The work is a labor of love, reaching back to memorable encounters with amazing elders over thirty years. It argues that a deep understanding of the experience of home and place is an essential starting point for discussions about “aging in place”, which too often equate “place” with “house.” It provides a nice introduction to the use of ethnography and participatory methods towards understanding the lifeworld of elders in Bloomington, where I live. It also provides the first book length treatment of the national movement towards elder-friendly communities. My hope is that this will provide the impetus for a serious critique of our current model of aging, which focuses primarily on the individual aging body and not on the experience of aging in community. It suggests that aging is not IN the body, but in the RELATIONSHIP between the body and its environment – which is an environment replete with meaning and memory.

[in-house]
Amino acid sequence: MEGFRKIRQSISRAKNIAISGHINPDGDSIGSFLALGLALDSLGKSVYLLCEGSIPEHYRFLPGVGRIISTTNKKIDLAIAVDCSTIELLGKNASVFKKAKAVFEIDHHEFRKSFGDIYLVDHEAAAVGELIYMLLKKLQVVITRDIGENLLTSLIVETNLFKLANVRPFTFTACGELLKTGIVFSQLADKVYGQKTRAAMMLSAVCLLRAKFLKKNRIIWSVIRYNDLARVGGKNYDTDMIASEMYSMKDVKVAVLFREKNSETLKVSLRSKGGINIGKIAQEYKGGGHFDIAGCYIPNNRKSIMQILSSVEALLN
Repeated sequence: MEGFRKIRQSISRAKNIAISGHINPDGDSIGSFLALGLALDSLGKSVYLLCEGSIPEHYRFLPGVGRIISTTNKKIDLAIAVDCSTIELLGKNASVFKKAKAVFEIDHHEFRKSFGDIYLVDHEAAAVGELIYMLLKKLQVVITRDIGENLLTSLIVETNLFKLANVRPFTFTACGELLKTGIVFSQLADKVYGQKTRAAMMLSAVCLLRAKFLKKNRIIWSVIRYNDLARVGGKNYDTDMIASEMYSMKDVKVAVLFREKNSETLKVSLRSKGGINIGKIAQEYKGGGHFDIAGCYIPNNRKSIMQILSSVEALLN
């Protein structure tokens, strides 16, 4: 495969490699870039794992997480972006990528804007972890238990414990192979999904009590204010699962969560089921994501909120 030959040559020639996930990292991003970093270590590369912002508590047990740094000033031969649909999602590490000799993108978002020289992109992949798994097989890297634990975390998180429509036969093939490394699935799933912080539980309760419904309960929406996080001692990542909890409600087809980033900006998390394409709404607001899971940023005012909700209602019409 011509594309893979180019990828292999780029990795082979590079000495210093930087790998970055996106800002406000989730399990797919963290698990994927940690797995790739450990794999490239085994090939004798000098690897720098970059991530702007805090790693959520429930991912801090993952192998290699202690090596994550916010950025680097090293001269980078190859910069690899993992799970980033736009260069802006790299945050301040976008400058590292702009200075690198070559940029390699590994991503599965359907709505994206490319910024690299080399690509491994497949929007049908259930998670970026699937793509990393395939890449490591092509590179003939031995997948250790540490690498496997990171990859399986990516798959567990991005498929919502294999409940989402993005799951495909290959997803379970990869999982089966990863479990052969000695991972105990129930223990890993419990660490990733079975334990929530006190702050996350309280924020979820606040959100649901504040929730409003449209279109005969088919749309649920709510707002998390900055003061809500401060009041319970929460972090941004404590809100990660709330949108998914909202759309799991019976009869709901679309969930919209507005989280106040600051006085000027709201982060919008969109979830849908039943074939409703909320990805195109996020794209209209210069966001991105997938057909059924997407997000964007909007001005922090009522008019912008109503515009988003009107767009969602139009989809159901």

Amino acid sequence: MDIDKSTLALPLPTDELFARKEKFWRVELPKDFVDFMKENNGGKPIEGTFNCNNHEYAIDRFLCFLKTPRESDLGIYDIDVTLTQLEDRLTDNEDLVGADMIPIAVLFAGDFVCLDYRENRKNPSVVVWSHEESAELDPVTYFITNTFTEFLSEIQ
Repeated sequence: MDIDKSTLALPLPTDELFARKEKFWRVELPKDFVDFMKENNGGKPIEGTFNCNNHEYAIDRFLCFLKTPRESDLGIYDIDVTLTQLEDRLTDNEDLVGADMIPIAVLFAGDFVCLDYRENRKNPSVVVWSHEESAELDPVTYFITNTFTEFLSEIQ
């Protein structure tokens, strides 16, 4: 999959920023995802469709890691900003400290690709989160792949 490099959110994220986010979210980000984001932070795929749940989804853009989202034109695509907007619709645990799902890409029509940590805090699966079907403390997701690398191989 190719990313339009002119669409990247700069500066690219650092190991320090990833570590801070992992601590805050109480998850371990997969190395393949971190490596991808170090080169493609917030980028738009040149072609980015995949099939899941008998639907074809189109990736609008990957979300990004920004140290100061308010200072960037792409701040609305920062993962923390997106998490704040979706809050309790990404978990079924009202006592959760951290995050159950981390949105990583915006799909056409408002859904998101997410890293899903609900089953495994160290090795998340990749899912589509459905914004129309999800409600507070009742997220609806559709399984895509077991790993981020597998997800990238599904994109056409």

Oh… and about that title: did you know that more elders live in suburbs than in cities and towns combined? Are suburbs very well designed for growing old? Read the book and you’ll find out!
I hope you will find the book stimulating. If so, add a comment and let’s have a discussion !